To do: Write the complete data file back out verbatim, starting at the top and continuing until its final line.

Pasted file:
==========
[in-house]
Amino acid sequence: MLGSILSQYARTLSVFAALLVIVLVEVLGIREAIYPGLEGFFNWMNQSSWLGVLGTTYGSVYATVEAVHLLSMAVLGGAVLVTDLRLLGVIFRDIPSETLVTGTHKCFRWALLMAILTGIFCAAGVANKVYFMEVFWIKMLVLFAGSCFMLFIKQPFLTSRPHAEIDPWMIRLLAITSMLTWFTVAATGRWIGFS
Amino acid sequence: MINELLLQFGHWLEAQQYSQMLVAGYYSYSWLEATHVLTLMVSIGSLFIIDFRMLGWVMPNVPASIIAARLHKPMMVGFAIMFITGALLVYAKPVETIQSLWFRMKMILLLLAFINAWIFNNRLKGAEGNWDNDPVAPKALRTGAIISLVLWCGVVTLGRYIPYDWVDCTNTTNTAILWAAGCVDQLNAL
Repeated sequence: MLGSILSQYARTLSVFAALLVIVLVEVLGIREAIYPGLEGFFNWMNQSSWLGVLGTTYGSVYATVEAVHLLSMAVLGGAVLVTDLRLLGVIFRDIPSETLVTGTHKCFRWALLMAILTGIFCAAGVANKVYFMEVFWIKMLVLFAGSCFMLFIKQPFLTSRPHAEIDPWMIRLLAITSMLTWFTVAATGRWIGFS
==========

[in-house]
Amino acid sequence: MLGSILSQYARTLSVFAALLVIVLVEVLGIREAIYPGLEGFFNWMNQSSWLGVLGTTYGSVYATVEAVHLLSMAVLGGAVLVTDLRLLGVIFRDIPSETLVTGTHKCFRWALLMAILTGIFCAAGVANKVYFMEVFWIKMLVLFAGSCFMLFIKQPFLTSRPHAEIDPWMIRLLAITSMLTWFTVAATGRWIGFS
Amino acid sequence: MINELLLQFGHWLEAQQYSQMLVAGYYSYSWLEATHVLTLMVSIGSLFIIDFRMLGWVMPNVPASIIAARLHKPMMVGFAIMFITGALLVYAKPVETIQSLWFRMKMILLLLAFINAWIFNNRLKGAEGNWDNDPVAPKALRTGAIISLVLWCGVVTLGRYIPYDWVDCTNTTNTAILWAAGCVDQLNAL
Repeated sequence: MLGSILSQYARTLSVFAALLVIVLVEVLGIREAIYPGLEGFFNWMNQSSWLGVLGTTYGSVYATVEAVHLLSMAVLGGAVLVTDLRLLGVIFRDIPSETLVTGTHKCFRWALLMAILTGIFCAAGVANKVYFMEVFWIKMLVLFAGSCFMLFIKQPFLTSRPHAEIDPWMIRLLAITSMLTWFTVAATGRWIGFS